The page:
Wednesday, February 02, 2005


It's taken me a while to get back to the discussion of Organic vs. Non-organic poetics, which has been passed like a ball from one blog to another over the last couple of months. There is a Chinese proverb that says in effect, "Want a thing long enough, and you don't." Since I last talked about it, Xmas, some very heavy family issues, work, excellent reading that came my way, as well as revision and creation have made me disinclined to put in the hours to read over the arguments and refine some of my drafted points. In the meantime, as I was saying, other bloggers have put in their seven cents worth, stealing at least some of my thunder (boom, boom). I was beginning to think that if I waited long enough, somebody would be bound to say more or less what I intended to say, reason enough to stay silent on the issue for good… but I still find, despite myself, I have things to express on the ol' dichotomy, if only to further explore and articulate where I stand in relation to it. In this post, I'll be focussing on the contributions of others to the discussion over the last month and a half, with insertions of a few parenthetical snipes and assorted pop-gun fire, just because... well, I find the temptation irresistable. Put it down as a quirky idiocyncracy. I am still trying to define myself, "find my voice" (although why emerging poets are always described as having a pronounced case of laryngitis is beyond me...)

In a later post (I keep promising this, I know... but I will get around to it, eventually), I'll weigh in more heavily with my own take, particularly on some of Josh's peculiar attitudes to "organic" poetry… even if Josh is no longer Josh, but somebody else.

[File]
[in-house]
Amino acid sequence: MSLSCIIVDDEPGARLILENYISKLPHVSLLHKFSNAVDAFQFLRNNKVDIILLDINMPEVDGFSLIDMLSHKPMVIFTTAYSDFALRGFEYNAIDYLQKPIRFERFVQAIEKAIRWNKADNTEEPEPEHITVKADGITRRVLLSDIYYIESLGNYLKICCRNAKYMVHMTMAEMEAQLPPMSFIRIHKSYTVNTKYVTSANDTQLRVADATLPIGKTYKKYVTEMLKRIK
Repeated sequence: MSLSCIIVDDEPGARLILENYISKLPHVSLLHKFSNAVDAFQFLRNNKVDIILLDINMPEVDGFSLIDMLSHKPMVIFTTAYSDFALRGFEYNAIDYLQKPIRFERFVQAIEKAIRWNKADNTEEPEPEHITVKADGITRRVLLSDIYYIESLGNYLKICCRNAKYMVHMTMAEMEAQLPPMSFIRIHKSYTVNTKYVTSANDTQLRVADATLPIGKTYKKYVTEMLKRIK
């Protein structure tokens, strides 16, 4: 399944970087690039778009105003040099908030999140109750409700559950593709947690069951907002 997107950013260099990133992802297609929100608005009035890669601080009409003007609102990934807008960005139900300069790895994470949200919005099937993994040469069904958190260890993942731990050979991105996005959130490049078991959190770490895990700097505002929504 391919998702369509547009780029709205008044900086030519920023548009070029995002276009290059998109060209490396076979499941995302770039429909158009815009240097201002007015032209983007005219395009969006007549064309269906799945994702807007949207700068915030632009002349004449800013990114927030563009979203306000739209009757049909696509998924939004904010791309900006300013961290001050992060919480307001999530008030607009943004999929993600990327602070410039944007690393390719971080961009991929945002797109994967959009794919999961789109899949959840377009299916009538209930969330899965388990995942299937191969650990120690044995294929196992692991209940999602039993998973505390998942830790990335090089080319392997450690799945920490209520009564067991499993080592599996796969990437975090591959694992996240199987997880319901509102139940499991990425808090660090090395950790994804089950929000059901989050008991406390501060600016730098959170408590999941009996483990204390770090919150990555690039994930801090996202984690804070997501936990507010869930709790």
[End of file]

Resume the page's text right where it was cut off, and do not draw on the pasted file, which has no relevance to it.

Josh, in a post on January 11, points out that there is clearly a spectrum between the extremes of so-called "organic" and "inorganic" approaches. Where one stands on the spectrum is a reflection of attitude, pure and simple.

To recap, the argument here stems from my reading of Peter Bürger's book Theory of the Avant-Garde, from which I derived the notions of the organic artwork or poem as that in which all of its parts are subordinated to the whole-to the poem's poemness-while in the nonorganic poem the parts are not so subordinated-the whole, goal, or telos of the poem is exterior to it, located in "reality." From there I suggested that all poems can be located on a scale, Kinsey-style, with 1 being entirely organic and 6 being entirely nonorganic. Not surprisingly, nowadays most poems produced by younger poets fall somewhere in the middle, and you could make a game out of assigning a "Kinsey" number to various magazines and publishing houses (Fence 3, New England Review 2, Aufgabe 4, The New Yorker 1, Syllogism 5, and so on). Pure 6's are very rare, more the domain of individual poets, while 1's are still quite common. Nonorganicism in poetry generally takes the form of a greater or lesser degree of parataxis or montage (often formalized into constructs like the ideogram, the New Sentence, etc.). Its original goal was to put ordinary means of language, and the ideological structures they support, into question; nowadays most people who introduce a nonorganic dimension into their work are after a particular aesthetic effect, but the possibilties for political critique still attract many writers. That slippage from radical attack on poetry-as-given to a style is why Bürger suggests that the nonorganic mode is no longer to be preferred to the organic, which means both can coexist as styles precisely because both are equally inadequate for re-imagining a world that, to paraphrase Richard Hugo, is inadequate as given and will not do.

He goes on to say that while he can't help but feel that there is "still something valid, even heroic, about the modernist project of presenting the usual hierarchical means of meaning-production with a sufficiently complex NO." At the same time, he also admits to being "a bit of a classicist at heart, addicted to my own aesthetic responses, and that's why I think my own poetry rarely rises above a 4 on the organic-nonorganic scale."

An attitude (like pretty well any such personal stance) to which he is perfectly well entitled. (As for me, depending on the day, I'm a 2.3 repeater, a 1, or when my tiresome perfectionism keeps me from writing at all, a 0… )

to be continued...

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